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Geoffrey Hill, 1932-2016.

By TRISTRAM FANE SAUNDERS [DAILY TELEGRAPH] — One of Hill’s formative early memories was the sight German bombers flying over his home town of Bromsgrove. “Here were these peculiar, businesslike – sinisterly businesslike – winged things… I can still remember the peculiar frisson of it,” he told The Telegraph in 2013. “Strange as it sounds that incident – which can’t have lasted more than a minute and a half – has dictated for the rest of my life the way I have perceived certain juxtapositions of the real and the surreal. One is simultaneously terrified, appalled and curiously detached. Which is as good a description of a poem as I can think of.”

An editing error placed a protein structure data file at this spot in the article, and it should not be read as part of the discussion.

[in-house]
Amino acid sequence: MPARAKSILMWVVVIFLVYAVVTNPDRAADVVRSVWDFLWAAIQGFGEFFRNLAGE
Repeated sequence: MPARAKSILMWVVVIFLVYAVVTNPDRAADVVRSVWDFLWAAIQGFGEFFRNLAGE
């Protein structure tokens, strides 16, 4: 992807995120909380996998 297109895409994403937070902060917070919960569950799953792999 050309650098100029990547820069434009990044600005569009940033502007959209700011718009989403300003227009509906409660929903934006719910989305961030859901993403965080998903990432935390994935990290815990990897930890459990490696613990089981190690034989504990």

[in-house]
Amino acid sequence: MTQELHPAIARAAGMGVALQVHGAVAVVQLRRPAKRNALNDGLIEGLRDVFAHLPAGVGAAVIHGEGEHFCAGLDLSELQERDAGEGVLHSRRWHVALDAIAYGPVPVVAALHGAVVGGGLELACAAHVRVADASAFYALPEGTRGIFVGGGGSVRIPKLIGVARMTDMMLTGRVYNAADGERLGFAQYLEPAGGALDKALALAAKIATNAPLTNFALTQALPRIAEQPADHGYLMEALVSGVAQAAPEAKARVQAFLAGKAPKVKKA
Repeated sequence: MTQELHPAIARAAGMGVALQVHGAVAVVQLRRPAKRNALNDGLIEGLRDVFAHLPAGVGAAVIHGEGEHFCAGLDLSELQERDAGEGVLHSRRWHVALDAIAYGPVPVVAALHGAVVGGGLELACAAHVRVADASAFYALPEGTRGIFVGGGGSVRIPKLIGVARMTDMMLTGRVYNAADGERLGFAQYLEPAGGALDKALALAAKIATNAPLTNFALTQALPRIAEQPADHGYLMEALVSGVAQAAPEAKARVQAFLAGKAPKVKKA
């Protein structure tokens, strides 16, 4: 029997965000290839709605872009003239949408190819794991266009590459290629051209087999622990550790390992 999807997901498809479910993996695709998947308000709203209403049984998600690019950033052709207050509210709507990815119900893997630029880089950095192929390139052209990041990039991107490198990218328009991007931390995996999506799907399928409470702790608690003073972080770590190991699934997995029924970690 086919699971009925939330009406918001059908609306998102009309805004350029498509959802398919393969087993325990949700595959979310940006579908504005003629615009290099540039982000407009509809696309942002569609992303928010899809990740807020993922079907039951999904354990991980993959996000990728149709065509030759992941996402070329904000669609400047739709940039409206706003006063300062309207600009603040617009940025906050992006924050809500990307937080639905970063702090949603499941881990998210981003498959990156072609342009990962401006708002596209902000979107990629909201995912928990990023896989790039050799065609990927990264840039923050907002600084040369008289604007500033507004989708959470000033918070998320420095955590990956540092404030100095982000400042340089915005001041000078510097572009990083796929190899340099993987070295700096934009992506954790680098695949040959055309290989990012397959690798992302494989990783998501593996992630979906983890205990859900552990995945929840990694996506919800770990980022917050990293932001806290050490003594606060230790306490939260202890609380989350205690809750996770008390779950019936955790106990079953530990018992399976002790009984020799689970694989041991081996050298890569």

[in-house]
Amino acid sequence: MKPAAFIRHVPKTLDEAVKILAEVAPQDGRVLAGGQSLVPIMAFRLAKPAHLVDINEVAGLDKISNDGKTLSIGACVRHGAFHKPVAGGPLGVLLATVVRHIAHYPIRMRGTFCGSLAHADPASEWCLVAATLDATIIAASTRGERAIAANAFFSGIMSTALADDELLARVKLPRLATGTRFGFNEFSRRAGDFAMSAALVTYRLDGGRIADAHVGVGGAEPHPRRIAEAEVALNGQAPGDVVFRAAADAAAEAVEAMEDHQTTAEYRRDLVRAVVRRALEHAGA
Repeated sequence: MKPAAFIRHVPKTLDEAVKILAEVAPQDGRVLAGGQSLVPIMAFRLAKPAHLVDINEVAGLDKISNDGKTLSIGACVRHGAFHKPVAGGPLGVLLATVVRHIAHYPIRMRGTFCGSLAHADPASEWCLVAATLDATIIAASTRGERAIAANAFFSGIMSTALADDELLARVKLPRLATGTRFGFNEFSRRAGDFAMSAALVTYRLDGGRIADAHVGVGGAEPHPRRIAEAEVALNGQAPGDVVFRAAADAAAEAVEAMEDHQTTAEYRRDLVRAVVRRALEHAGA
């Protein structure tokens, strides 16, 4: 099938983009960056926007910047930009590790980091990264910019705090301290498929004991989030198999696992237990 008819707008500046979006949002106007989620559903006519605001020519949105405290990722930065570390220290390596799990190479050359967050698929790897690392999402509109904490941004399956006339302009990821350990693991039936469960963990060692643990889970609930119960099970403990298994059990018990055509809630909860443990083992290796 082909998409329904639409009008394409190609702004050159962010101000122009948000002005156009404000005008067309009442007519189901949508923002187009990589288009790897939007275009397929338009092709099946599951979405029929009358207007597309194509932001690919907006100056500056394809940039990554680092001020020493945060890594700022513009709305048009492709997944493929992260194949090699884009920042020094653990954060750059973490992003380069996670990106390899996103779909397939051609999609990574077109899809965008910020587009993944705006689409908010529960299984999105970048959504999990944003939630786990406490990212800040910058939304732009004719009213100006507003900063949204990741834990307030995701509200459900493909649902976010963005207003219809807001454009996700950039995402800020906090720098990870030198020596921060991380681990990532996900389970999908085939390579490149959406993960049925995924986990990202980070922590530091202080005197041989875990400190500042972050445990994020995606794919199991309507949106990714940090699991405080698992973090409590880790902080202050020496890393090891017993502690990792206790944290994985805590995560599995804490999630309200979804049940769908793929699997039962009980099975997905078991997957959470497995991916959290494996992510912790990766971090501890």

CN150excerptHe was a particularly revered figure among poets. “He would make a magnificent poet laureate,” said Seamus Heaney in 2009. “He has a strong sense of the importance of the maintenance of speech, a deep scholarly sense of the religious and political underpinning of everything in Britain.”

“However,” the Nobel Prize-winner added, “his poems show an acute distress at the falling away of standards – cultural and political. I think because of that he wouldn’t want the job.”

Continued at the Telegraph | More Chronicle & Notices.

One Comment

  1. jack belck wrote:

    They write from relentless confusion,hoping to put to paper what eludes them, resorting to word
    entanglements as distraction from their restlessness, perhaps awaiting reviews to learn what they had said.

    Tuesday, 16 August 2016 at 17:59 | Permalink

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